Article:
What is a carousel?
Carousels (aka sliders) are large website banners that cycle through 3-7 different slides, each having a background image, headline, and some kind of CTA (call-to-action).
They were popularized, in part, by the WordPress plugin "Slider Revolution" — which started off as a tool for making basic carousels, and, over the years, grew into a lumbering behemoth, jammed to the gills with parallax effects, 3D animations, and "drag & drop" layout options.
Why do carousels kill conversions?
Most companies struggle with deciding which marketing message deserves top billing on their website. Carousels allow them to bypass that decision by featuring everything in one go.
Sounds great, right? Not so fast, sparky. With convenience for you (the business owner) comes great inconvenience for your customers. Moving content, slow load times, and frustrating controls all add up to a bad experience that feels a bit like this: Your Site as a Store.
Carousels confuse people
Like the old-timey "Your Site as a Store" example illustrates, sliders are difficult to use. For some people, they move too quickly, and for others, too slowly. They're also often overwrought with fancy animations and transitions, which seem cool in theory, but actually annoy users, who are busy and just want to find what they're looking for quickly.
Only 1% of people actually click
Studies consistently show that sliders do an abysmally poor job of getting users to engage. For example, when Notre Dame University tested a carousel on their home page, only 1% of users actually clicked on a slide — and of those, 89% clicked on the first slide.
You could stick to one slide only, but that kind of defeats the purpose of a slider, doesn't it? A static banner is much easier to build, and it will be equally effective on all devices, from desktops down to smartphones.
Jack of all messages, conveyor of none
It's tempting to try and pack all your marketing messages into one space using a slider, but the truth is, it simply doesn't work. When Nielsen conducted a usability study on a home page carousel for Siemens Appliances, they found that, worse than not clicking, users ignored the banner all together.
They attribute this to "banner blindness" (i.e. people skip over content they perceive to be an advertisement). The lesson here is that, by trying to say too many things, you end up saying nothing at all. And, in doing so, you lose the opportunity to create a strategic, relevant offer that will actually connect with potential customers and get them to take action.
What are the alternatives to carousels?
Alright, enough doom and gloom. The good news is there are plenty of things you can use instead of a carousel—and there are even some minor changes you can apply to your carousel to make it a lot more effective.
1. Disable auto-play and remove animations
As demonstrated by the "Your Site as a Store" example, auto-play annoys users by preventing them from deciding (on their own) what content they want to see and when they want to see it. Simply turning auto-play off can make a big difference—and while you're at it, ditch all those superfluous parallax effects and slide-in animations. They do nothing but slow down your site.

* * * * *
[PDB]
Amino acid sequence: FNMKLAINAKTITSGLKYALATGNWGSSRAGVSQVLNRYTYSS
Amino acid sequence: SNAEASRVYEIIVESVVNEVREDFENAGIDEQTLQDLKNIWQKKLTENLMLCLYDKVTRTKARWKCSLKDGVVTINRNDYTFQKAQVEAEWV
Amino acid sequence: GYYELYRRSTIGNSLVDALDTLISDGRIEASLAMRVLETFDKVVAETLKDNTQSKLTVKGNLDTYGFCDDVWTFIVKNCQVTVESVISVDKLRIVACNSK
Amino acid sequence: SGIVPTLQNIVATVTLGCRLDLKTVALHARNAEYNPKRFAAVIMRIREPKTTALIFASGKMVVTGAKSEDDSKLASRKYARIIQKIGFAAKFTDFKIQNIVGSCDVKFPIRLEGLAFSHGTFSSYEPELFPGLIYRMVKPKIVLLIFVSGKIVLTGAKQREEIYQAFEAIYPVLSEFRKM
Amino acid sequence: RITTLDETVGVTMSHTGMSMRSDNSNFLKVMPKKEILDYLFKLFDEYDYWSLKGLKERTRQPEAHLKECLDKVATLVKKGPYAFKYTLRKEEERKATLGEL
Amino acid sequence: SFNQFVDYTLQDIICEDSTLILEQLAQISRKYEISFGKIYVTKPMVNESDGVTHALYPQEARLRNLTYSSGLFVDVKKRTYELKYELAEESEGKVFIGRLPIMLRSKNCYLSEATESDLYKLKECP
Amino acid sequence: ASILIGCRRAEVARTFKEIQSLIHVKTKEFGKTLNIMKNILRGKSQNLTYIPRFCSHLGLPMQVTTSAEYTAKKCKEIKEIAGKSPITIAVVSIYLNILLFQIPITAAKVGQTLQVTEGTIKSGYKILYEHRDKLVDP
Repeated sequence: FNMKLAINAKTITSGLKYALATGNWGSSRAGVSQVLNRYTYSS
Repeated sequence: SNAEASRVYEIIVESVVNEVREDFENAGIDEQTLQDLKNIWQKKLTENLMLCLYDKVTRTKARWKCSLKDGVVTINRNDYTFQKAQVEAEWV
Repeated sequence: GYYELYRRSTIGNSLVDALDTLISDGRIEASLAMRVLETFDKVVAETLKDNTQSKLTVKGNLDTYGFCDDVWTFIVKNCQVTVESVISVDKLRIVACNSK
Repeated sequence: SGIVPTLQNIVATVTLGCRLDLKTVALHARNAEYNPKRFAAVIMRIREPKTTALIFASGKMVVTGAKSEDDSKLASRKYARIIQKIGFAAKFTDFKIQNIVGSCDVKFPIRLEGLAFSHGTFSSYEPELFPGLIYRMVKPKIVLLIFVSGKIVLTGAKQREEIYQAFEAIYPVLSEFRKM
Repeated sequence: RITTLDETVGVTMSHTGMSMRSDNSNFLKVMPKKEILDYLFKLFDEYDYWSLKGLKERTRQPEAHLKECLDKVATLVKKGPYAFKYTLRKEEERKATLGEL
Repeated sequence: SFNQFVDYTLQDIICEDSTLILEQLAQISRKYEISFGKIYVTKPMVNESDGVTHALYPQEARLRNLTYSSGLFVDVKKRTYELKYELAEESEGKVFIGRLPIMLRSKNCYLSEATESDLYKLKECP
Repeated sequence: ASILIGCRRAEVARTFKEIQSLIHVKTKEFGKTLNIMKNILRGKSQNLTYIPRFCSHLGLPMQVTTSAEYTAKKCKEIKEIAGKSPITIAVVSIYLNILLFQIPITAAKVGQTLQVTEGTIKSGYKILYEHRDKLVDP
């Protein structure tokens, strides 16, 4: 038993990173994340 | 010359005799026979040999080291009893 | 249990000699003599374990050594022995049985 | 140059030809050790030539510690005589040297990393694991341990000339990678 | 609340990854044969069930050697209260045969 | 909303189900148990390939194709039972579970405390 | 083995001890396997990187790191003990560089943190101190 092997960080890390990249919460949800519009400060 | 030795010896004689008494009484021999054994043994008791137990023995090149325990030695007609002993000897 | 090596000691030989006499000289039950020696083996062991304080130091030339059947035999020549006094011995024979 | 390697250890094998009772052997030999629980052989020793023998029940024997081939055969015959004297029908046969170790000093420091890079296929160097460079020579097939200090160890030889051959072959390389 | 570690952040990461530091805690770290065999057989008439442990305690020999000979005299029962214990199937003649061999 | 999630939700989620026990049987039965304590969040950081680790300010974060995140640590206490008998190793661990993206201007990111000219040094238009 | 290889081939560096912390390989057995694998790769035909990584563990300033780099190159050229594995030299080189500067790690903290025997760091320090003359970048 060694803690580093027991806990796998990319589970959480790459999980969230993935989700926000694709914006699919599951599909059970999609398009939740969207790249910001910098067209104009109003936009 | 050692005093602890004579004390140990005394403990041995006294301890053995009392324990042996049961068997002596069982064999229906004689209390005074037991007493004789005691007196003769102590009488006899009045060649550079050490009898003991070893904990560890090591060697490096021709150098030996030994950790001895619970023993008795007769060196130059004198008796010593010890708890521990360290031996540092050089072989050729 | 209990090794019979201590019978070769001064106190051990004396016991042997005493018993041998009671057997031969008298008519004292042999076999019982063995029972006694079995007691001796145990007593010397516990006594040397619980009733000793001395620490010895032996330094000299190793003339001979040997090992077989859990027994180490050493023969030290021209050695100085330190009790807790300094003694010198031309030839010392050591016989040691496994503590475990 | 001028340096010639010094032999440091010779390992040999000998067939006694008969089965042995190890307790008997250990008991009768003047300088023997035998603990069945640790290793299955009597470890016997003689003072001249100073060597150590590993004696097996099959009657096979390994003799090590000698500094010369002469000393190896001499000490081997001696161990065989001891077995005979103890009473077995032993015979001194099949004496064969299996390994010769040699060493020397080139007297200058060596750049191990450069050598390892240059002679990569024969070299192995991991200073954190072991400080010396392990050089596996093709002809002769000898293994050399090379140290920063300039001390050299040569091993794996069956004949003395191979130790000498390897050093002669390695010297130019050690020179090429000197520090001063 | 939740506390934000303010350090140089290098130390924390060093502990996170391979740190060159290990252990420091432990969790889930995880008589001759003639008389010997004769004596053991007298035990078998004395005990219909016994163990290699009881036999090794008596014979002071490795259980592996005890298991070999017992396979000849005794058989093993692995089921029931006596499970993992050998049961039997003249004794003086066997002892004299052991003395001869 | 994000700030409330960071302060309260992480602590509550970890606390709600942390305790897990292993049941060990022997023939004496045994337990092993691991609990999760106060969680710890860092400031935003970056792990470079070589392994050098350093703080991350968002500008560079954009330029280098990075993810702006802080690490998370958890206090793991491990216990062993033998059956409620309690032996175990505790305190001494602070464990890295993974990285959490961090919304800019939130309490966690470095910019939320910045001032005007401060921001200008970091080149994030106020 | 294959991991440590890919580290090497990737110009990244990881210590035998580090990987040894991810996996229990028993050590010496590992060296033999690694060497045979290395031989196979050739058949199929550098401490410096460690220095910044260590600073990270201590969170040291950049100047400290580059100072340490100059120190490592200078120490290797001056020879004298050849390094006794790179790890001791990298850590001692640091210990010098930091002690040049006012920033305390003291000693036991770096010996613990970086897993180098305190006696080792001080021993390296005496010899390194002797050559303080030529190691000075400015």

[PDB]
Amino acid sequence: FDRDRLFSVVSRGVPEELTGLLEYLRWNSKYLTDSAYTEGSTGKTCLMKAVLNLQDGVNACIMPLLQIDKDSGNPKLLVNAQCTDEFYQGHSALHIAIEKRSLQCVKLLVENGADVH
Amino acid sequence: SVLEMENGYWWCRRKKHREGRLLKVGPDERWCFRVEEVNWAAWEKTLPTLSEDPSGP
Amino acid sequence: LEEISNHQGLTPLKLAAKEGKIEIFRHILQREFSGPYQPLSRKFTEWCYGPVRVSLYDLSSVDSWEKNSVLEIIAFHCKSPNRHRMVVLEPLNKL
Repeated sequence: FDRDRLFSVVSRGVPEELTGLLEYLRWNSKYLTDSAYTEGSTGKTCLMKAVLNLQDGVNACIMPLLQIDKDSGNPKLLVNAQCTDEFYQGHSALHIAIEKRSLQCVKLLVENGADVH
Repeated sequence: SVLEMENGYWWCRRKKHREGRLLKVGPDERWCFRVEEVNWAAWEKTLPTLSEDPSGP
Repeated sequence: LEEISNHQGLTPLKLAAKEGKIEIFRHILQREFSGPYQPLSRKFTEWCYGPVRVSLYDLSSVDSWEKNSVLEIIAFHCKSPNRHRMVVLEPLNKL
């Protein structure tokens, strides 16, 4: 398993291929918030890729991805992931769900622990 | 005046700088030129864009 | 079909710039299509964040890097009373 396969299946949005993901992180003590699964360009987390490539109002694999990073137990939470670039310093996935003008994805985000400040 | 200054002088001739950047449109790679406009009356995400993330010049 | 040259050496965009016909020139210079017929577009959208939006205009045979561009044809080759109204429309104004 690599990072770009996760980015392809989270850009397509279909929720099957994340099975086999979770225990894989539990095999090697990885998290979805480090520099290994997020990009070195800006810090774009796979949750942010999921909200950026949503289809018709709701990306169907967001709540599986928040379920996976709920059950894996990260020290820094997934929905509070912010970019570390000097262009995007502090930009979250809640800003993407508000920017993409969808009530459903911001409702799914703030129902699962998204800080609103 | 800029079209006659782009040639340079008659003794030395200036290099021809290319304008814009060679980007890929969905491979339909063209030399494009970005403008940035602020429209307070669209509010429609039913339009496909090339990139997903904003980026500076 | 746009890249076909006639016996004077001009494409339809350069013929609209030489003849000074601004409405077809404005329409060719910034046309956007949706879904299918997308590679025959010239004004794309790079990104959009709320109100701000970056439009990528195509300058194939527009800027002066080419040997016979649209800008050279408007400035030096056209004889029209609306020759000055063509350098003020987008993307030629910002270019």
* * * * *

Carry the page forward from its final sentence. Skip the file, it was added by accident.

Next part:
Here's a great example of a pared-down carousel by Topo Designs:
Initially, I didn't even realize it was a carousel because of the minimal navigation, and that's fine. The brand gets it's most important message across, and the other slides are simply icing on the cake for any users who are interested enough to take a longer look.
I also like that they've placed their secondary CTAs right below the banner. The vast majority of people will scroll down on a website instinctively, so the buttons are much more likely to be clicked there than if they were buried in the slider.
2. Show (almost) everything at once
A slightly different way to tackle multiple competing messages is to show abbreviated versions of each message and allow users to expand the one that's most relevant or interesting to them. Hamilton College uses a split-screen banner to accomplish this, displaying one expanded message and two cropped messages.
The genius of this approach is that even though the secondary modules are cut off, there's just enough information visible to pique your interest. When you click on an image, it brings up a short excerpt that tempts you to watch a video or read more. Fair warning: trying to divvy up such limited real estate is no easy task, and should only be attempted if absolutely necessary.
3. Go full static
I think the two above examples are cool, but let's be honest...you probably don't need to get that fancy. Basic image, text, and button banners have been around since the dawn of the internet—they're simpler to design, less expensive to build, and generate as many (if not more) clicks than much more elaborate layouts.
Take, for example, this barebones, no nonsense banner from Chilis. It's clear and direct, with a sprinkle of quirkiness. You don't have to struggle to find the offer, and you're not going to get frustrated (if takeout doesn't interest you), because it's short enough that you can scroll past it to something more relevant in a split second.
Whew! That was a lot of carouselling.
Thanks for reading. I hope this post was helpful in generating some ideas on how to prevent carousels from killing your conversions. If you try any of these alternatives or you've had success with something else, let me know about it @sherpadesignco.